I don’t get angry often and when I do, it’s a quiet, internalized “mad.” I’m not the confronting, haranguing type. Maybe I should be.

I go outside. In my PJs. Pace the concrete sidewalk. Complain a while, then pull in breaths of the cool morning air and pray.

It helps, but when I go inside and settle into a devotional time, the Lord opens His Word. I pray and open my Bible at random (but in this Hand-in-hand walk we’re on, there’s no such thing as “random”). It falls open to Jonah, chapter four, verse four.

My eyes land on this “Then the Lord said, “Is it right for you to be angry?”

Jonah’s answer was to go make himself a shelter, sit in its shade, and watch to see what would happen to the city. My answer is to ask, Why shouldn’t I be? But He makes me think.

To shorten Jonah’s story, the great city of Nineveh had devolved into a wickedness that the Lord could no longer tolerate. As His prophet, Jonah was to go and warn that city to repent, or be thrown down. And Jonah didn’t want to obey—he ran.

Jonah ended up having a whale of an adventure, literally, and doing exactly what the Lord told him to do. But when the people of Nineveh ended up being sorry and humbled themselves, God saw and relented. Jonah was not happy and wanted the city punished . . . which was why he was angry. Plus, he was probably tired, a little chewed up from being in a whale belly and all. Not to mention being worn out since it took him three days to walk through the huge city with the warnings. This time Jonah sat under a shady plant that the Lord provided.

So, I’m a little like Jonah sitting under the shade-giving plant that dies, only I pace the sidewalk and grumble, a lot.

There are many more comparisons and angles in Jonah’s story. We all have different levels of how we express anger and how we deal with it.

I’m reminded of my relationship not only with God, but to God.

In Genesis 1:26a it’s written “Then God said, “Let Us make man in Our image, according to Our likeness.”

We’re all fearfully and wonderfully made . . . in God’s image, according to His likeness.

Yes, things anger me—but like Him, I can be slow to anger, allow for compassion, give myself time to think, and try not to “sweat the small stuff” as my brother likes to say.

God created Jonah with the capacity for compassion for the plant that shaded Jonah. God created us with the same capacity.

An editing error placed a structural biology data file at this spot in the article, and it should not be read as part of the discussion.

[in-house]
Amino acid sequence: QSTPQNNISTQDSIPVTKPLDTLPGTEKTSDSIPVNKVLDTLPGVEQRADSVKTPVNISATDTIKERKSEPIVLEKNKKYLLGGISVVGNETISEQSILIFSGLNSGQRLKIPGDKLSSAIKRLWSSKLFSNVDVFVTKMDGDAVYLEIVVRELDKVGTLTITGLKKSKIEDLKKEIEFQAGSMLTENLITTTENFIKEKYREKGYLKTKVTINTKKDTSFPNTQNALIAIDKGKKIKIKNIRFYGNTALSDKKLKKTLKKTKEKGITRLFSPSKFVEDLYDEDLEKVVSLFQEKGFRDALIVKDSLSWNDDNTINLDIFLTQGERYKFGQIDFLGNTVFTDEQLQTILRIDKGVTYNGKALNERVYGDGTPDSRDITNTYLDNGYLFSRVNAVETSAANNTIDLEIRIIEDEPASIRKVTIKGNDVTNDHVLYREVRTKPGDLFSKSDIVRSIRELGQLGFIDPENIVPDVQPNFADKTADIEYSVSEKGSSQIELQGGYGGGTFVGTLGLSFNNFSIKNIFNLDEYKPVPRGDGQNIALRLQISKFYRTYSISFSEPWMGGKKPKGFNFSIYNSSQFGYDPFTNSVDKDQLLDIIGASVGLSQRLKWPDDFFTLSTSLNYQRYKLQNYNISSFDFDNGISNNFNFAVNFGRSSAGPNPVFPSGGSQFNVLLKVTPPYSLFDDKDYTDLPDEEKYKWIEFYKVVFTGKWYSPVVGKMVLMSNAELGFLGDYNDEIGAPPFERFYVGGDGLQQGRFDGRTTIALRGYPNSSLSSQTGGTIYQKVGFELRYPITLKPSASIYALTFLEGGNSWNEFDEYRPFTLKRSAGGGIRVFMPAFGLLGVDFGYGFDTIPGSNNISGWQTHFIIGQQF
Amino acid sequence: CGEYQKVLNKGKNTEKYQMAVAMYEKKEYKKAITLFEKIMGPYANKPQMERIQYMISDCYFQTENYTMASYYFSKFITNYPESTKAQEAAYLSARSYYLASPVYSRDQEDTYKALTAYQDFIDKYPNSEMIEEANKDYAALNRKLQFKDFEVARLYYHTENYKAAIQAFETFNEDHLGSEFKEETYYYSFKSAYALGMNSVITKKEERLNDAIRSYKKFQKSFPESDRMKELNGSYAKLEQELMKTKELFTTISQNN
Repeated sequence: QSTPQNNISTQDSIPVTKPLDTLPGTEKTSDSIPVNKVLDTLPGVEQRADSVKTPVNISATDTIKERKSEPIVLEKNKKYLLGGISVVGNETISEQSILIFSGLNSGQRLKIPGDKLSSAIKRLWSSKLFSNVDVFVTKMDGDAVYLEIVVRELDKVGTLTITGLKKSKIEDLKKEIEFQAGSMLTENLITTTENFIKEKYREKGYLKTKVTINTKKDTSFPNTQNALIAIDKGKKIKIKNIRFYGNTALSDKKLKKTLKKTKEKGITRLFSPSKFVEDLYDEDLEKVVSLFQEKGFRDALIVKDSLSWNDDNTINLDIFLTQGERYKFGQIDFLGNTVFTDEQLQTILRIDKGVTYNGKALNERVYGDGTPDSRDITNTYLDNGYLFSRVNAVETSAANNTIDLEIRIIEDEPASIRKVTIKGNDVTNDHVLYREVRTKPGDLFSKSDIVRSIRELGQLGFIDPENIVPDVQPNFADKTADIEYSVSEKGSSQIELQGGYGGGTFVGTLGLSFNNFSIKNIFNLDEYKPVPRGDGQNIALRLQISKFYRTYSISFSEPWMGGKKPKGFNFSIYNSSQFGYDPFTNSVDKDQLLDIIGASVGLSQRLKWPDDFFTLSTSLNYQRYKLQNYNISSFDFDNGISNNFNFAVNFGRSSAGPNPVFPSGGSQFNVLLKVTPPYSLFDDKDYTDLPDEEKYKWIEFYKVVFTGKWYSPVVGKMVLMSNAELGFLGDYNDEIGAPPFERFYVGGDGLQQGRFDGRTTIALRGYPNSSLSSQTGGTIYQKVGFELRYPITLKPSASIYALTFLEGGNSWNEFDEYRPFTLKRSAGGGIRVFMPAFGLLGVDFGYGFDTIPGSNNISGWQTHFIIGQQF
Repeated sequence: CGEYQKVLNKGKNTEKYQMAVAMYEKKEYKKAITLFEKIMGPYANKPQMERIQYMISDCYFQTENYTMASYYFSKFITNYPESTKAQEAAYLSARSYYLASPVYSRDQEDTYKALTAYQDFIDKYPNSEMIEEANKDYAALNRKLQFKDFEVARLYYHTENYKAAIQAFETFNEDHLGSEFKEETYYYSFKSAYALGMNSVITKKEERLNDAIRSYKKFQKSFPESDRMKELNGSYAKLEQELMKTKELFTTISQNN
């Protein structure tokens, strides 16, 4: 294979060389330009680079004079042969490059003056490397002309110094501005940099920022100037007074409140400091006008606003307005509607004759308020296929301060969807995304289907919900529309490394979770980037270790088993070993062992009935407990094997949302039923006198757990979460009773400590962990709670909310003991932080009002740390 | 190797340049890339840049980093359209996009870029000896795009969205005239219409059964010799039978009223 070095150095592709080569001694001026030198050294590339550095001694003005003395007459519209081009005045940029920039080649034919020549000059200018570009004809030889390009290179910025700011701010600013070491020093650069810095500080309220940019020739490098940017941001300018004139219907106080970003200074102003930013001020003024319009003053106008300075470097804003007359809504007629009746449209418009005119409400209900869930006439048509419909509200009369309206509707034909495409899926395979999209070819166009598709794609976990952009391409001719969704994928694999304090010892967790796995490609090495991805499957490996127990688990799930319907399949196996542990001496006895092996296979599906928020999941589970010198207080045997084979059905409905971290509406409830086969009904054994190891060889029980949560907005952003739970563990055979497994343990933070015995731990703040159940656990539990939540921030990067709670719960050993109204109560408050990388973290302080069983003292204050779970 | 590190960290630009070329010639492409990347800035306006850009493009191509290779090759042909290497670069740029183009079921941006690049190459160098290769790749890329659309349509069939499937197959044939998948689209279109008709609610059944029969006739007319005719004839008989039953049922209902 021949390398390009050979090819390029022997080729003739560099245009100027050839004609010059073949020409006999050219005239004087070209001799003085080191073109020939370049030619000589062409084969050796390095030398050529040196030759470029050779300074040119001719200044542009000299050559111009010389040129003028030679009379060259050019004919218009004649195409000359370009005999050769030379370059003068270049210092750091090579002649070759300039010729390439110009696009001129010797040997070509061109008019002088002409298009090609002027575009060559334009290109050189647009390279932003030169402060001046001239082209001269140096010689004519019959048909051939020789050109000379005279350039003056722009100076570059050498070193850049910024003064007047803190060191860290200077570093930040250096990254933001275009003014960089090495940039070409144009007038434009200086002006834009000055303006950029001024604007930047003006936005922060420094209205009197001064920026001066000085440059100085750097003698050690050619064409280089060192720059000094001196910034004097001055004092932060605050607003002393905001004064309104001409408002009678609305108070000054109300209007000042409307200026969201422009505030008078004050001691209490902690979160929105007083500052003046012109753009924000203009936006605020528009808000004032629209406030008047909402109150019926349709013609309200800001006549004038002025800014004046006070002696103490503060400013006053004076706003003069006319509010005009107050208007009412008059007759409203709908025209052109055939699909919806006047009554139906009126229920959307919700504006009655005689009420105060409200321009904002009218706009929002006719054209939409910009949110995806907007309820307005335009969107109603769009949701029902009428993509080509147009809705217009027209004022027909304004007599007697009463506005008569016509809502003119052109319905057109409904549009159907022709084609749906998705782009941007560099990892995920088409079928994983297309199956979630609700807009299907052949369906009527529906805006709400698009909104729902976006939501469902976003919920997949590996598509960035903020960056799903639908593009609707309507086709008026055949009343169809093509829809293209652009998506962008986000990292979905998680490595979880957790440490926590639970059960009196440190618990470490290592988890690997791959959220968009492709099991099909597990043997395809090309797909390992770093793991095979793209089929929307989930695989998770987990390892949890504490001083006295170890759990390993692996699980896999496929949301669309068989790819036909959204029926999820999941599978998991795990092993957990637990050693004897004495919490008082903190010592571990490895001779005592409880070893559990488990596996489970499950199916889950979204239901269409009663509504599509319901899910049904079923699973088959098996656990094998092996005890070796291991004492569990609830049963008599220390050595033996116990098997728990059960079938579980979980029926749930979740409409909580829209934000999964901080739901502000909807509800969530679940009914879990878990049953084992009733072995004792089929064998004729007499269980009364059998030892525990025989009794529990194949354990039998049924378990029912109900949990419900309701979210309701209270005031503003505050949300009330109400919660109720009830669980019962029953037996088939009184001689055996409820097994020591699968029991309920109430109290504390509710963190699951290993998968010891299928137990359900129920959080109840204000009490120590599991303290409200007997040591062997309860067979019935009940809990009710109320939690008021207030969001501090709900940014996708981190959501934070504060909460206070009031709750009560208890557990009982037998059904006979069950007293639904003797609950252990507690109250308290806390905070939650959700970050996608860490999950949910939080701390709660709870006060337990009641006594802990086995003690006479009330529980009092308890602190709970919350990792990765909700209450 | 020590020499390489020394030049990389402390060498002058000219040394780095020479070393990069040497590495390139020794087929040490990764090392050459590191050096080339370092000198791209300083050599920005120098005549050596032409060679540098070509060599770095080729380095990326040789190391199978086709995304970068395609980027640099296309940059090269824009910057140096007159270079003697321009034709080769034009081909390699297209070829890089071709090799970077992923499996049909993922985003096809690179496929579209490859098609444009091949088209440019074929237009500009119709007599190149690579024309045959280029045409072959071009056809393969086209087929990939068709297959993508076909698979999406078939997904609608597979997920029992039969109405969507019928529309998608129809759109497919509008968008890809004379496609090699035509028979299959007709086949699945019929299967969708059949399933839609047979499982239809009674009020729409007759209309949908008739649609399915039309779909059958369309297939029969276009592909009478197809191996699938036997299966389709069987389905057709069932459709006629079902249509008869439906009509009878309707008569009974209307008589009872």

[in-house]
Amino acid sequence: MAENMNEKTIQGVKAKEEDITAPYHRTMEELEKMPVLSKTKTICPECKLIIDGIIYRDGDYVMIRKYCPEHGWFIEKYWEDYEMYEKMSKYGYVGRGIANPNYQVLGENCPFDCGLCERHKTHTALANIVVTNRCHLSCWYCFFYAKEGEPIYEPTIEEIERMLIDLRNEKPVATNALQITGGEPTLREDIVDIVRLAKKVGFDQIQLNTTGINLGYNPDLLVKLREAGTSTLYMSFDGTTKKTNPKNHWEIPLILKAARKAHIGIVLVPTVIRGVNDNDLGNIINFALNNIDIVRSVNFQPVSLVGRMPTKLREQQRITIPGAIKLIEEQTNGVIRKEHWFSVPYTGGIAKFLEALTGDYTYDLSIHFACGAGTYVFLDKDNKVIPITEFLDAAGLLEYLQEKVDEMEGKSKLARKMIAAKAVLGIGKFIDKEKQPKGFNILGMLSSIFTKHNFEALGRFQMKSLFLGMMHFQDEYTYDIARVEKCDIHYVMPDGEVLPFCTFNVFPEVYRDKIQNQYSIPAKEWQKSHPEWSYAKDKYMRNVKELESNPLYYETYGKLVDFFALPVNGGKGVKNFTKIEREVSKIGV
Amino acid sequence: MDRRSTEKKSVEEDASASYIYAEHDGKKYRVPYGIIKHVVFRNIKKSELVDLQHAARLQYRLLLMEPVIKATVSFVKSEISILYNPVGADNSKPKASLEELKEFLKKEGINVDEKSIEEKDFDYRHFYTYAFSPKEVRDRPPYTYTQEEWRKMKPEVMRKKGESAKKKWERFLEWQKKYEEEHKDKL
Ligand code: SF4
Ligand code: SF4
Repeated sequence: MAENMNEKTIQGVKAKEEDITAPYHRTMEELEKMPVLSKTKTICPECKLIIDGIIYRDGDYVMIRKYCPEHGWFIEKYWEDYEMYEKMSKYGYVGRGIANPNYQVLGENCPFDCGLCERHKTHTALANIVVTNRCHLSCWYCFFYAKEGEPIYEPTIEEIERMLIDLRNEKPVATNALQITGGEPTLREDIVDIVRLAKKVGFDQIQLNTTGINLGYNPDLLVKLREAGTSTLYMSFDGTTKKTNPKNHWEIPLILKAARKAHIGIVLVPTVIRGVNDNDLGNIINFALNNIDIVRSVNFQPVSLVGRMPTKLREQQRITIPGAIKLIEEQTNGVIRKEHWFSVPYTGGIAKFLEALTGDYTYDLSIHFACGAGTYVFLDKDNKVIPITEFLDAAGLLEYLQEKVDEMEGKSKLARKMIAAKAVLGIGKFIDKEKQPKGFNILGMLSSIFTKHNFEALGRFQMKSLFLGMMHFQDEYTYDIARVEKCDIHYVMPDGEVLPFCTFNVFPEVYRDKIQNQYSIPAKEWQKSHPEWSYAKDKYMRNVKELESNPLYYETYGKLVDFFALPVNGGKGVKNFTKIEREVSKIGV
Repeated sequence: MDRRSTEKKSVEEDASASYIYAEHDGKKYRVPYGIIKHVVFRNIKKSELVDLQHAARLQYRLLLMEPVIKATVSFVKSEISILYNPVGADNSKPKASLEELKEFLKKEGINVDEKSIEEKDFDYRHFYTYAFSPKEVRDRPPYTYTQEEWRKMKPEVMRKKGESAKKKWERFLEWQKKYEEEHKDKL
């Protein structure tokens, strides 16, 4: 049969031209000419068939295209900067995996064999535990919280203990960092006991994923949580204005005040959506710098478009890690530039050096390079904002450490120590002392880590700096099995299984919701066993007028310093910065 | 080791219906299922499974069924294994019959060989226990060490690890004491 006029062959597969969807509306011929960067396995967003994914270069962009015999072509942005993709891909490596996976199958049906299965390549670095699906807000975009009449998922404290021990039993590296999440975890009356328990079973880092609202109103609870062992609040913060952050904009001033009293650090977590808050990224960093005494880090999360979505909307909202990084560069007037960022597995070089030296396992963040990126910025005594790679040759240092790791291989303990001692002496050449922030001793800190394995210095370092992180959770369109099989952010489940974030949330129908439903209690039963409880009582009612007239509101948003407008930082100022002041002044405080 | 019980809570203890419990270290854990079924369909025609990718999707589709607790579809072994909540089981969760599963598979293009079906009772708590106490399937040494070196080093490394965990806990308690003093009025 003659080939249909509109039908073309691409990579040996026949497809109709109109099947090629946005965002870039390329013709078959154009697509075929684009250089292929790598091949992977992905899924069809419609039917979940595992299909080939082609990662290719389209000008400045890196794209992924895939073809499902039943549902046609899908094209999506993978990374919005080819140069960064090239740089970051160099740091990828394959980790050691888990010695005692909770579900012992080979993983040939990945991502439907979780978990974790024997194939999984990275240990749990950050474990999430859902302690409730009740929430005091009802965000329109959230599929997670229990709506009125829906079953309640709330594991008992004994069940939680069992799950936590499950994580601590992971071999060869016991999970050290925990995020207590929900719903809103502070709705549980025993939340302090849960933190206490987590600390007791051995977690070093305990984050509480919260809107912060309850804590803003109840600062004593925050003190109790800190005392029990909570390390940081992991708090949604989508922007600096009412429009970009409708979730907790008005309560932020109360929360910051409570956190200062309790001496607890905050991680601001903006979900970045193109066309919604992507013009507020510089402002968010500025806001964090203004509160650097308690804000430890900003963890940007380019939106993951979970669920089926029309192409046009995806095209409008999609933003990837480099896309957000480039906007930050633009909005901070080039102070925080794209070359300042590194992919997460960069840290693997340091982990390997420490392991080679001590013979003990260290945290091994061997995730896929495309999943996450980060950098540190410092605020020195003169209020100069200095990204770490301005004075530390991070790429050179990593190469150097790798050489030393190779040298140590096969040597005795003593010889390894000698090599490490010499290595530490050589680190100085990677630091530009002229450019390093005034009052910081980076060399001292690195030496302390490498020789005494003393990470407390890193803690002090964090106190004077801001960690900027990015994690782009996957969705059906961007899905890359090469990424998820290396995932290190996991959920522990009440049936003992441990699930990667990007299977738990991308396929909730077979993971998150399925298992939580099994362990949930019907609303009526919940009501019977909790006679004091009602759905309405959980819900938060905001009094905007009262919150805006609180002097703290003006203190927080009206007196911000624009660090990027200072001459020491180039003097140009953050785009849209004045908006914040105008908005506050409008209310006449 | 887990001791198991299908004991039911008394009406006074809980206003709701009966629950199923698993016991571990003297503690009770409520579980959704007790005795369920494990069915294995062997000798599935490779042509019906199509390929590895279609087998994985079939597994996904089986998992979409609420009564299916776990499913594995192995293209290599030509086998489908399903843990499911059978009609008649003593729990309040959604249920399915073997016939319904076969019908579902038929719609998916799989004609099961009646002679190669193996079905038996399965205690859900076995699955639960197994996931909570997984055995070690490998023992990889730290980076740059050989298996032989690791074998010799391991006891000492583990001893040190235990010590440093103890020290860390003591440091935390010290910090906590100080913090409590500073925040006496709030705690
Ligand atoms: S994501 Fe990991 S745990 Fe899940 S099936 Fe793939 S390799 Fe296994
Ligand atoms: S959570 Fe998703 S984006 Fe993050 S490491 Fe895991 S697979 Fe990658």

The Lord had compassion for Nineveh. He knows every detail of my “mess,” and I can use some compassion and love and understanding. With the Lord’s help, I can talk with the mess-perpetrator again. Maybe things will change . . . or maybe I’ll just get better about not sweating the small stuff.

“So then, my beloved brethren, let every man be swift to hear, slow to speak, slow to wrath” James 1:19 NKJV

How do you handle your anger?

Love,

Sally

Amazon Author Page for The Stonekeepers

 

Be of Good Courage

The hallway of the nursing home settles into a soft hum of lessening noise with residents getting ready for bed.

A child of God, a woman, sits in her wheelchair, bound up in sadness and loneliness, her countenance etched with fear and tears. Head bowed, chin-to-chest, slender fingers white as she grasps the arms of her chair.

She rarely leaves her dim, quiet room and feels secure only within their enclosing walls. But Light shines through another, an old man with a snowy-white beard. He rolls his wheelchair down the hall and pauses at the open doorway of the woman’s room.

He doesn’t notice as a nurse motions for the aide with her not to interfere. But the two stand and watch as he slowly maneuvers through the doorway and stops alongside the woman, facing her.

For a moment, he simply sits quietly. Then he touches her arm.

His gentle hand stays in place as his still-sweet tenor voice permeates the silence and births music. A song swells from the depths of his heart and fills the room, chases out shadows, melts away loneliness.

Darkness lifts and vanishes before the Light.

Loneliness and isolation had covered a soul with the wide, black brush-stroked paint of fear.

Unpretentious love casts the radiance of His Light to bring moments of comfort—and a tenuous smile.

Two children of age, transformed by time’s passage, one drawn to the other through the heart’s essence of compassion.

Uninhibited, innocent love and mercy pour from a heart where Jesus lives.

♥♥
The nurses where my father stayed for a while shared the woman’s fears and described to me how they’d watched and what they’d seen as Dad visited her room.

In spite of his own suffering from Alzheimer’s and dementia, he found a way to comfort her through the one gift he could give—a song.

♥♥

A tender song, a heartfelt prayer, a soft touch to a fearful or suffering child of God—if you give those small gifts, how do you know you aren’t bringing the Light of Christ into the world of another?